A reusable catalyst for the synthesis of esters
A chemist from RUDN University has developed a tin silicate catalyst for the production of esters—flavourings, plasticisers, and biofuel components. Unlike existing catalysts, the new material can be made active again and reused. The results are published in the journal Microporous and Mesoporous Materials.
Catalysts are not consumed in the process of chemical reactions, yet it is difficult in some cases to separate them from the synthesis waste and reuse them. For instance, inorganic acid catalysts are used for esterification, i.e. to obtain esters from organic acids and alcohol. In this case, the final product of reaction must be purified and the waste disposed of, along with the catalysts, since it is more expensive to separate them for reuse than to acquire new ones.
One promising solution is solid catalysts based on tin ions deposited on a porous support substrate. Its "active centres" are located on its surface: ions on which a chemical transformation occurs, for example, the formation of ether. However, tin ions are "washed out" during the use of such materials, and they lose their activity. Moreover, a lot of useless tin oxide is formed during the manufacture of the catalyst, in addition to ions.
RUDN University chemist Rafael Luque has developed a new catalyst production method that results in a porous silicate matrix with "embedded" tin ions (Sn4+) held together by strong chemical bonds.
"It allows the design of highly active and selective Sn-based materials for acid catalysed processes—not only for levulinic acid esterification—that can be also reused, being highly stable under moderate temperatures and pressures," said Luque.
While the existing methods for creating such catalysts involve tin being applied to a finished porous matrix of silicon dioxide, professor Luque formed the catalyst "from scratch." The silicon dioxide substrate in his experiment was formed from a precursor (tetraethoxysilane) in the presence of tin, due to which tin ions were embedded in the chemical structure of the substrate.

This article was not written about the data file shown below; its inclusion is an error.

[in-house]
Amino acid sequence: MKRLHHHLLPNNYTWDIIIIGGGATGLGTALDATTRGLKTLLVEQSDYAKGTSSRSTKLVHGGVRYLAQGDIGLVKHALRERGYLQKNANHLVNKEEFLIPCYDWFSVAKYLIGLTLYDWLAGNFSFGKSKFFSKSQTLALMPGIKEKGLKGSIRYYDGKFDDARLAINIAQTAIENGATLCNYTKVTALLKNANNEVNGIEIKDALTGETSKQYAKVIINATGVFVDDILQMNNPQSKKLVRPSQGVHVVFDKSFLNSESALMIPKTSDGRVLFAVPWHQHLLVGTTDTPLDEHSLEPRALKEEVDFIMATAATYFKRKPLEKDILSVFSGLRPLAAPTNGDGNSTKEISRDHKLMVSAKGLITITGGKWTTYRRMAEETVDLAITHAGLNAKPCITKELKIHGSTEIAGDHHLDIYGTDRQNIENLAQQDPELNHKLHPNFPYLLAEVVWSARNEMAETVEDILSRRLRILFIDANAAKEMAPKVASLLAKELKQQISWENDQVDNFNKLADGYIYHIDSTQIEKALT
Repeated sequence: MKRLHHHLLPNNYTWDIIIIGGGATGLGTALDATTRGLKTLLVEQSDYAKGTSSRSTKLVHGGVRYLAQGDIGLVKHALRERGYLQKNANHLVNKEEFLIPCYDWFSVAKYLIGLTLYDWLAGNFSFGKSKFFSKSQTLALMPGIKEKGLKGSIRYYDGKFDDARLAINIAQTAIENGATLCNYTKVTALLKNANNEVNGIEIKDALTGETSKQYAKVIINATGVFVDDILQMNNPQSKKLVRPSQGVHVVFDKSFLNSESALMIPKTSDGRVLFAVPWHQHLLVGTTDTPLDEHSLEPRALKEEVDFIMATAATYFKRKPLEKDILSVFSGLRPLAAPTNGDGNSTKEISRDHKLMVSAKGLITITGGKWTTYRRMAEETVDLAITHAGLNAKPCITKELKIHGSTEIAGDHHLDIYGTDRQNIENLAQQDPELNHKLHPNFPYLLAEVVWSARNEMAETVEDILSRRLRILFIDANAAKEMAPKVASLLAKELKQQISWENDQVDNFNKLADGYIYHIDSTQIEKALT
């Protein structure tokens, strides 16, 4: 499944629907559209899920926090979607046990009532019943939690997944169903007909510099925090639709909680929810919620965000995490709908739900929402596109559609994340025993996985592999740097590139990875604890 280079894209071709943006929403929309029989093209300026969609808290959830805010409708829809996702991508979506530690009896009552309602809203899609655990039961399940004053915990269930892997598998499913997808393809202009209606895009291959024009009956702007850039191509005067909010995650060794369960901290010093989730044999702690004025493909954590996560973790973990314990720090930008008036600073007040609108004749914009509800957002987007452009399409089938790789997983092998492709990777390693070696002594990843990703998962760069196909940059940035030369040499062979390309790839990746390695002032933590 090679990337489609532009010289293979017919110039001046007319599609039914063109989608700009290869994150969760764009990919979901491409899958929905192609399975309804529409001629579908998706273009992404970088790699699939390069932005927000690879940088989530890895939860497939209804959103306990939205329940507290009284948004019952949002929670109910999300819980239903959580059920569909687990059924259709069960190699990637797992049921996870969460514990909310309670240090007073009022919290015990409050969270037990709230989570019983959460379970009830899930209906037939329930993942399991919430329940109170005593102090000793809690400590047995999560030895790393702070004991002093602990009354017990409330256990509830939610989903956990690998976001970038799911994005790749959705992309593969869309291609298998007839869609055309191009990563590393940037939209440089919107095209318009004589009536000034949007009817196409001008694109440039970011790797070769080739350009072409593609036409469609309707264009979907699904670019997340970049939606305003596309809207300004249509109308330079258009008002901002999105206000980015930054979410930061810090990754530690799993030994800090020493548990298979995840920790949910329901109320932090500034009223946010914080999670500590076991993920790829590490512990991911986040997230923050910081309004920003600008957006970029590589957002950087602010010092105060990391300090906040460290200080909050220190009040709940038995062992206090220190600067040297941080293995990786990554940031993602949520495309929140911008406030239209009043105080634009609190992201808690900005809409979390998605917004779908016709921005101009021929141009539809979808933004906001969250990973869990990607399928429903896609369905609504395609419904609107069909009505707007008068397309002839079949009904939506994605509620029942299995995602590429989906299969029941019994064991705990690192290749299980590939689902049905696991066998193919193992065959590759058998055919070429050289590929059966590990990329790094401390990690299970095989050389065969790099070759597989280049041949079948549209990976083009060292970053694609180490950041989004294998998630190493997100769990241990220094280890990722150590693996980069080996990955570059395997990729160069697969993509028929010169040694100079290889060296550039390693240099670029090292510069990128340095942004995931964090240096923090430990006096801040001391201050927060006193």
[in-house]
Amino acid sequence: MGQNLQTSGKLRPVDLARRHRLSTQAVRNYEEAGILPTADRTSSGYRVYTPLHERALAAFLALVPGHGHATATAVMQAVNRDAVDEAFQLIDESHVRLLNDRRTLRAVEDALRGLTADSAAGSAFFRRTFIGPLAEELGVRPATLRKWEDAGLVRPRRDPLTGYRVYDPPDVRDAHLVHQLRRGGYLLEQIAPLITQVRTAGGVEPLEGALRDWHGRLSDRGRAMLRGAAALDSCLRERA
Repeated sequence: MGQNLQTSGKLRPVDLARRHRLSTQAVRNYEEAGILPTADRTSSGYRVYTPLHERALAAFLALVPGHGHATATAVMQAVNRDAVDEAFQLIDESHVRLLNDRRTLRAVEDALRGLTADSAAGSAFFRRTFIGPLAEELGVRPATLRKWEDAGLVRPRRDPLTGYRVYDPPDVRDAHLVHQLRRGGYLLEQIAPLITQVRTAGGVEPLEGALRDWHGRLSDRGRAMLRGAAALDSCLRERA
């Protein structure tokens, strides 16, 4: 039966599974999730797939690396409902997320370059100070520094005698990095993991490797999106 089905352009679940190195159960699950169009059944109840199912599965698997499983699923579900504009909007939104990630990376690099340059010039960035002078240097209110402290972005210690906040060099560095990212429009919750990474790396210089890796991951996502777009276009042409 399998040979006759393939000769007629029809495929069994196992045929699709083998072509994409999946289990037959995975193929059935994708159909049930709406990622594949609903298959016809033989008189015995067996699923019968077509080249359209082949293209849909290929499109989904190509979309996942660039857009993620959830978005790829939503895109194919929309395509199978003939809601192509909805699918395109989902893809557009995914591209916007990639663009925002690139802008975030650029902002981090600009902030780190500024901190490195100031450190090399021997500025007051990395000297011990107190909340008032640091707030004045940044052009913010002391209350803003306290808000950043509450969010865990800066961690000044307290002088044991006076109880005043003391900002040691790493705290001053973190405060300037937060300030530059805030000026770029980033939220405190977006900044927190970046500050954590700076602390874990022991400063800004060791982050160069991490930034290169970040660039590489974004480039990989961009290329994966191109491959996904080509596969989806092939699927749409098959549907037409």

The study of the substrate using XPS (X-ray photoelectron spectroscopy) showed that a chemical bond of silicon oxide and tin (Si–O–Sn) indeed formed in the catalyst.
The surface area of 1 gram of catalyst is significant—it's 600 square metres. Since chemical reactions occur on the surface of a catalyst, the larger its surface area, the higher the activity. Most catalysts based on a silicon matrix have a useful area two to three times smaller: about 200-300 square metres per gram.
Chemists tested the activity of the new catalyst in the synthesis of levulinic acid esters. Levulinic acid is a product of the processing of carbohydrates such as glucose and starch. When interacting with alcohols it forms esters, which can be used as flavorings, plasticisers, and components of biofuels. It turned out that the new catalyst allows obtaining esters of levulinic acid with a maximum product yield of 44 to 99 percent—the figure corresponds to the efficiency of most commonly used catalysts.
In addition, the catalyst was tested for reusability—the experiment showed that its activity did not decrease after five regenerations.
"In principle, the use of the catalyst can be extended to other acid catalysed reactions including isomerisations, etherifications, etc. for the production of compounds of interest for the fine chemicals industries (flavourings, odorants, pharmaceuticals) and even in the petrochemical industry. The advantages of the proposed approach include simplicity, relatively cheap nature of catalyst, reusability and stability and versatility as compared to others previously implemented," Luque noted.